While I enjoy the occasional Recast Edition post here at AEOS, I was super excited when I noticed that Ruth over at Flixchatter took part in this new blogathon that she found from Andrew, who started/is hosting it over at his blog, A Fistful of Films.
Here are the rules:
1) Pick an OSCAR NOMINATED performance given by a white actress that didn’t require a white actress (no biopics here, even though Todd Haynes taught us that you don’t need to be the same race or gender to play a real life person). This performance can come from ANY film year.
2) Pick an actress of color who could have been a great fit for the role instead of the one cast. Keep in mind the time of release and chose actresses who were working at that time. So, in other words, don’t select the role of Calla Mackie in 1968’s Rachel, Rachel (played by Estelle Parsons) and suggest it be a great fit for Naomie Harris, because, well, she wasn’t born for another eight years.
3) Explain WHY that actress would have made a great fit. Plead her case. Let’s tell those Hollywood casting directors what they’re missing.
Here are my picks:
Tao Okamoto or Jamie Chung as Natalie Keener in Up in the Air (2009)
I know most people would probably find Tao Okamoto to be an odd choice, considering how unknown she is. The only major acting credit she has was as Mariko, Wolverine’s love interest in last year’s The Wolverine. Okamoto is slender, and she seems like she could pull off an awkward and shy role such as Natalie Keener in Up in the Air. She’s also the same age as Anna Kendrick, and she shares similar physical features. Kendrick was relatively unknown until she portrayed Keener in the Oscar-nominated film, so I imagined the role would be one to jumpstart an unknown actress’s film career.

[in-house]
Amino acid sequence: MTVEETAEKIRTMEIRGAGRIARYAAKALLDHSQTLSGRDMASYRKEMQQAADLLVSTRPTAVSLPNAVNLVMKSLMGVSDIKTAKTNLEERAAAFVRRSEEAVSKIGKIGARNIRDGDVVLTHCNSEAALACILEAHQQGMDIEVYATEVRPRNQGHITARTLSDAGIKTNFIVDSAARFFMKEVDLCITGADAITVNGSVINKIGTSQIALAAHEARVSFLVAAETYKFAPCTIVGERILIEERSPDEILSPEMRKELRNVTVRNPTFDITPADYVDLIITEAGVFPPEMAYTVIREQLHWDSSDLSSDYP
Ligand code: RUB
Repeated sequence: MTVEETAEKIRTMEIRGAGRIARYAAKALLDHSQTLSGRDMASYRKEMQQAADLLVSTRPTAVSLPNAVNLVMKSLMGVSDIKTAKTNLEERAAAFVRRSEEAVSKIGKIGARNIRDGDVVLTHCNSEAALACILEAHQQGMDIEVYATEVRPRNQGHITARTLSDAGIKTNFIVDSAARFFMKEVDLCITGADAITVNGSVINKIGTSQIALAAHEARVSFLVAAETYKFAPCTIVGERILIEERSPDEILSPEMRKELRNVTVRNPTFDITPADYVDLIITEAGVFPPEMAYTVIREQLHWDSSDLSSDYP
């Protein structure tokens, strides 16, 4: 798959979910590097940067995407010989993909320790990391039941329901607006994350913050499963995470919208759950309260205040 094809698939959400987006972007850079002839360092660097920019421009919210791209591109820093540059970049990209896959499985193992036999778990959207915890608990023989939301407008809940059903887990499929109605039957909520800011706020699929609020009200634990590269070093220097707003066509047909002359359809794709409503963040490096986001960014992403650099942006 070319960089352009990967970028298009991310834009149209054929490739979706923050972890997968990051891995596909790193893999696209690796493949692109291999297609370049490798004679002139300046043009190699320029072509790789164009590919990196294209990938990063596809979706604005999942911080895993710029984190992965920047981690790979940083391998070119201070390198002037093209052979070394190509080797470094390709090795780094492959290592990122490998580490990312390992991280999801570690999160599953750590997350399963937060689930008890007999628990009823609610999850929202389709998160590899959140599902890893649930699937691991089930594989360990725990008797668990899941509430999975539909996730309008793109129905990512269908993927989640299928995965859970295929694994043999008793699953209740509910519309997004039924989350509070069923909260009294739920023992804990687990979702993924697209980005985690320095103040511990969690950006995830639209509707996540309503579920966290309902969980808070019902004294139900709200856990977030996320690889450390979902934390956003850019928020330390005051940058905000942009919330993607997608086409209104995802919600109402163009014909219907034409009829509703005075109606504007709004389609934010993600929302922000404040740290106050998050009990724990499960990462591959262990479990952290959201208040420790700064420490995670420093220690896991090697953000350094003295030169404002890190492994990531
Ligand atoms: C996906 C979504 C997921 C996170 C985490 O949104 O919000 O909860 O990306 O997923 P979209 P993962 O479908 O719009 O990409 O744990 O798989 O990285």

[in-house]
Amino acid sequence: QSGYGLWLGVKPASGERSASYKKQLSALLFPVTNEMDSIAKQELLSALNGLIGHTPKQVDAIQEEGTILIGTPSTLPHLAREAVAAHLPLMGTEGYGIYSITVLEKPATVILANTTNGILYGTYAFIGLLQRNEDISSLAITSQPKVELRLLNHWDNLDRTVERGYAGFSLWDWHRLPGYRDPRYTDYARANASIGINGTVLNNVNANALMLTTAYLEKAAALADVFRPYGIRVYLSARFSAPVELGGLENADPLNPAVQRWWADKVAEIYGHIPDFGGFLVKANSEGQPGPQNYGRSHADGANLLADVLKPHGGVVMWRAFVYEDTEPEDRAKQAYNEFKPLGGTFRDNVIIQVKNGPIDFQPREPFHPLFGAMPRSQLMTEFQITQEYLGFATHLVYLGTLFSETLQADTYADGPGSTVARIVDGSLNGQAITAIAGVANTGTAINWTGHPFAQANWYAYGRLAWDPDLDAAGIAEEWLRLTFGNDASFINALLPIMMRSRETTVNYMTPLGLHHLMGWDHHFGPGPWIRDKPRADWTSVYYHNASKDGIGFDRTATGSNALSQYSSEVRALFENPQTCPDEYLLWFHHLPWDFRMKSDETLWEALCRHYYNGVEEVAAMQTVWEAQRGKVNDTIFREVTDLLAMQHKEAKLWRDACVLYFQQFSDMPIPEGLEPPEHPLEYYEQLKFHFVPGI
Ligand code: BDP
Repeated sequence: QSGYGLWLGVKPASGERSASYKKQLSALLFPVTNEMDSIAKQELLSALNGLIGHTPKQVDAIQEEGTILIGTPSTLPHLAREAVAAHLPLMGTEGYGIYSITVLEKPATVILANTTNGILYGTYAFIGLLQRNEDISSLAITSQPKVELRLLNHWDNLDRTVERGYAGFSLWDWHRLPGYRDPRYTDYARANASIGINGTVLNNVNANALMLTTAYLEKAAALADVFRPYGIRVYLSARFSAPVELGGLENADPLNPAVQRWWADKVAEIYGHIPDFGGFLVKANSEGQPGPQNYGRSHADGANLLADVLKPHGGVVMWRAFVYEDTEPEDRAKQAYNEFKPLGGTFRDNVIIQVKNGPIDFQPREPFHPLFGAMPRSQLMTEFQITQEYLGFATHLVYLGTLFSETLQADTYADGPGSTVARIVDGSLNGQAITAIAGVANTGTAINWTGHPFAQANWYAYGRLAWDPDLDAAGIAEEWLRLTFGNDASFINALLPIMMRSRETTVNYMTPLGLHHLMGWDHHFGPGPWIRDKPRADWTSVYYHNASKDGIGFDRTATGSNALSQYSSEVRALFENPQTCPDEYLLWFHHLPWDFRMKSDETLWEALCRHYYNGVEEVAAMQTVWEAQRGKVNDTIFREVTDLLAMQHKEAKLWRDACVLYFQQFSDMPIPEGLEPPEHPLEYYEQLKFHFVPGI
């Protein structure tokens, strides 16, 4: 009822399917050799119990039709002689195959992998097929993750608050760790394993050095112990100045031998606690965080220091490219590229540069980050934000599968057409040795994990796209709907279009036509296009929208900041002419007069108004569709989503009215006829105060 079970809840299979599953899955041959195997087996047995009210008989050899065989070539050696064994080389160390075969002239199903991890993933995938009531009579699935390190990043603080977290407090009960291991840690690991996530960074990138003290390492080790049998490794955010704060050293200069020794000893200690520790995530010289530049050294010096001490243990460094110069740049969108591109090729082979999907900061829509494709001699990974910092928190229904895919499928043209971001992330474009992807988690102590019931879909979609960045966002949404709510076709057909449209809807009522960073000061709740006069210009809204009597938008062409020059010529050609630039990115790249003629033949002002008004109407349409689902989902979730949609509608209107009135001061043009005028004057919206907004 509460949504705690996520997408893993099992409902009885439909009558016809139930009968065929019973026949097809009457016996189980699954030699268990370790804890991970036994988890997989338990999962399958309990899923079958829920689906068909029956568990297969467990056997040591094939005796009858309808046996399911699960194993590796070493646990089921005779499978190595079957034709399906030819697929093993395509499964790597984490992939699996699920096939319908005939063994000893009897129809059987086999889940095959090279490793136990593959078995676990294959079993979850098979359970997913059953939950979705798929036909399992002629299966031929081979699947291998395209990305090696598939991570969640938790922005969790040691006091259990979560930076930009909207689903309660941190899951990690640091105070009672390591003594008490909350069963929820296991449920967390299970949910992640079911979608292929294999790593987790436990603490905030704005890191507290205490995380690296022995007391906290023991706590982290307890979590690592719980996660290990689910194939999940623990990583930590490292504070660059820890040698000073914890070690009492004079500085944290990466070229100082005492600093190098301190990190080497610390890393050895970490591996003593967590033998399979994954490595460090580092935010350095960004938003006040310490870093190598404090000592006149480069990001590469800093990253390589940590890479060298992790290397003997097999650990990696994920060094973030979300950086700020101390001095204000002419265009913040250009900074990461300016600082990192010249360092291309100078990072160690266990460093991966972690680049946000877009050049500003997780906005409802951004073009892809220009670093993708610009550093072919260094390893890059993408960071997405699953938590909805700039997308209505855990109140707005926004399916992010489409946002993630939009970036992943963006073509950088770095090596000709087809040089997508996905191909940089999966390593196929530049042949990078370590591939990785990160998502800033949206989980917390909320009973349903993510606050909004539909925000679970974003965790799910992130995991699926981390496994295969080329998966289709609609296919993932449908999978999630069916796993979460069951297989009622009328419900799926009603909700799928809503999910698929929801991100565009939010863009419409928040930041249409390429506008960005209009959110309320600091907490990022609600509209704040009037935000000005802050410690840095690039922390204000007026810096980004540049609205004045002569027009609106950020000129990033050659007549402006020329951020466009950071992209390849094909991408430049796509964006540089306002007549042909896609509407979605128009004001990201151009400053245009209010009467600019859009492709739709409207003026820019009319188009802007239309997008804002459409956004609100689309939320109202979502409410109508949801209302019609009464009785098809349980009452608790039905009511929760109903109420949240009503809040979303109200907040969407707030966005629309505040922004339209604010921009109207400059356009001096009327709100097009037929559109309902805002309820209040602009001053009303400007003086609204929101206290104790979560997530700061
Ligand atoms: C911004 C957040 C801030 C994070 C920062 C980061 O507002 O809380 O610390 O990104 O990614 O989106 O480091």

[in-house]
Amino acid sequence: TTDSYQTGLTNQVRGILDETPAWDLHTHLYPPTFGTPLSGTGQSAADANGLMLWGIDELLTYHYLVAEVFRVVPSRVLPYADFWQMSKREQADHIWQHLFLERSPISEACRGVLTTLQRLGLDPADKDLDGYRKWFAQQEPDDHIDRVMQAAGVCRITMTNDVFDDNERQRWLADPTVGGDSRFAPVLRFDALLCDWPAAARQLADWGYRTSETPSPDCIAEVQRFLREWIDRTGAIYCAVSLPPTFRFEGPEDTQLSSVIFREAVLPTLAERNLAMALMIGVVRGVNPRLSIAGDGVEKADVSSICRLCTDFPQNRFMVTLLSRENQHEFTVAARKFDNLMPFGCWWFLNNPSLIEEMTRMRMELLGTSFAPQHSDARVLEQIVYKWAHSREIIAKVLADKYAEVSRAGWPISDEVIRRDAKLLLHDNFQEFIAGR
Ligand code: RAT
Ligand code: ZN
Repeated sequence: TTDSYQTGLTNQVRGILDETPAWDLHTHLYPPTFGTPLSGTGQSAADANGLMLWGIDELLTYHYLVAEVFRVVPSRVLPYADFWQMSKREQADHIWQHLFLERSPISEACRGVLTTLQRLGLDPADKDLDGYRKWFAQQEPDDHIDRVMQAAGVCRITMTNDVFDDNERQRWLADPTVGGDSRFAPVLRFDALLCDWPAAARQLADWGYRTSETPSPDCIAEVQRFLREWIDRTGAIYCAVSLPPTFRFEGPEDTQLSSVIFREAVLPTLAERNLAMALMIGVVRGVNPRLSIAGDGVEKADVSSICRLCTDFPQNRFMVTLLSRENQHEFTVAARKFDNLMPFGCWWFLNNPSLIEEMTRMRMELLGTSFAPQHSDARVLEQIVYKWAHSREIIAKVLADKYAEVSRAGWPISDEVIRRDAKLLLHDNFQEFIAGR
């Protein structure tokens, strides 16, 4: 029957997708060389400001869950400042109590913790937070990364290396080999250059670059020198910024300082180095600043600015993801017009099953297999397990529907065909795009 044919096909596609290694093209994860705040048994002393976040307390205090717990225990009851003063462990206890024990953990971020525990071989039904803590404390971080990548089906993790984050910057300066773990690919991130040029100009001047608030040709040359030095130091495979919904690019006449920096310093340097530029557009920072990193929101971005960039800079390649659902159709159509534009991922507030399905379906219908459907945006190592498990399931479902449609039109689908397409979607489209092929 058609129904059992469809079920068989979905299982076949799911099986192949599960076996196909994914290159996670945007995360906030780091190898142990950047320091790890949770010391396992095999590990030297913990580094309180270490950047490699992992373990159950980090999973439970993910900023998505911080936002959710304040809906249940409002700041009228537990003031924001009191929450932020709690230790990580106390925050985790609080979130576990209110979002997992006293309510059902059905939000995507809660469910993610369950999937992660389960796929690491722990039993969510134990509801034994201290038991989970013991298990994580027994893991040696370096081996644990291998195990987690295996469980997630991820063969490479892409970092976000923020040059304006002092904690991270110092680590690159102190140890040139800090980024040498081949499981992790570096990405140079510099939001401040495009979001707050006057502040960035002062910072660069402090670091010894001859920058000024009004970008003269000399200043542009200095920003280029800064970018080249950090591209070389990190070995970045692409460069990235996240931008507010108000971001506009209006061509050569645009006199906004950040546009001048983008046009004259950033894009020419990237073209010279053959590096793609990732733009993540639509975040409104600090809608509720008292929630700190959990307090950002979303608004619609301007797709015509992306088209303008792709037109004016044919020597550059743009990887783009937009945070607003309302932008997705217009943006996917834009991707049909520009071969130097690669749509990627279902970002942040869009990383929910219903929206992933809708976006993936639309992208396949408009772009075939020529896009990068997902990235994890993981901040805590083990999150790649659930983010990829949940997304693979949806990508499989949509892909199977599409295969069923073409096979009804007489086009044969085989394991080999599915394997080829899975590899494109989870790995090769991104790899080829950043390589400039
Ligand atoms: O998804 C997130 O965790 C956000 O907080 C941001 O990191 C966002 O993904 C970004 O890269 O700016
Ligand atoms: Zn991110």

Jamie Chung has yet to reach a higher level of fame in Hollywood as well since most of her acting credits include guest and background roles, lower budget films, TV movies, and video game voicework. Her recurring role as Mulan on the show Once Upon a Time (2011-) proves that she can hold her own, putting her dramatic and action chops on display. Only two years older than Kendrick, she’s right around the same age, and she has a likable quality and youthful appearance that makes her seem approachable, a characteristic she’d need to pull off the role.
Zoe Saldana as Nina Sayers in Black Swan (2010)
While Natalie Portman is very beautiful, and certainly convincing enough as Nina Sayers in Black Swan, I never thought the role needed to be filled by a white actress. The first actress who came to my mind was Zoe Saldana. She’s certainly more established than the other actresses I’ve listed, appearing in a variety of films that include physical action, dramatic acting, and suspenseful situations, all qualities needed to play the role of Sayers. Not only does Saldana has a svelte figure that would help her portray a ballerina, but she also is an accomplished dancer who cites ballet as one of her first passions. While she’s three years older than Portman, she’s still right within that age bracket that would work for the role.
Zoe Kravitz as Tiffany Maxwell in Silver Linings Playbook (2012)
I imagine this recast could be considered a stretch when you compare Jennifer Lawrence’s filmography and experience to Zoe Kravitz’s. When one hears the name “Kravitz,” they think of Lenny, not Zoe. But from the few films the younger Kravitz has taken part in, I think she’s been waiting for her big break. Silver Linings Playbook is a character-driven film, and I could easily see Zoe Kravitz filling the role of Tiffany Maxwell. She’s able to say a lot with just her facial expressions, and no doubt she could use that skill to play Tiffany. Since she’s a couple years older than Lawrence, in some ways, I think her age would make her more appropriate for the role than Lawrence was, despite how much I loved her in it.
It’s your turn now. What do you think of my choices? Who would you recast in this roles? Head over to Andrew’s page, Fistful of Films, to read about why he chose to start this recast-athon, and feel free to join in and write your own post if you’d like!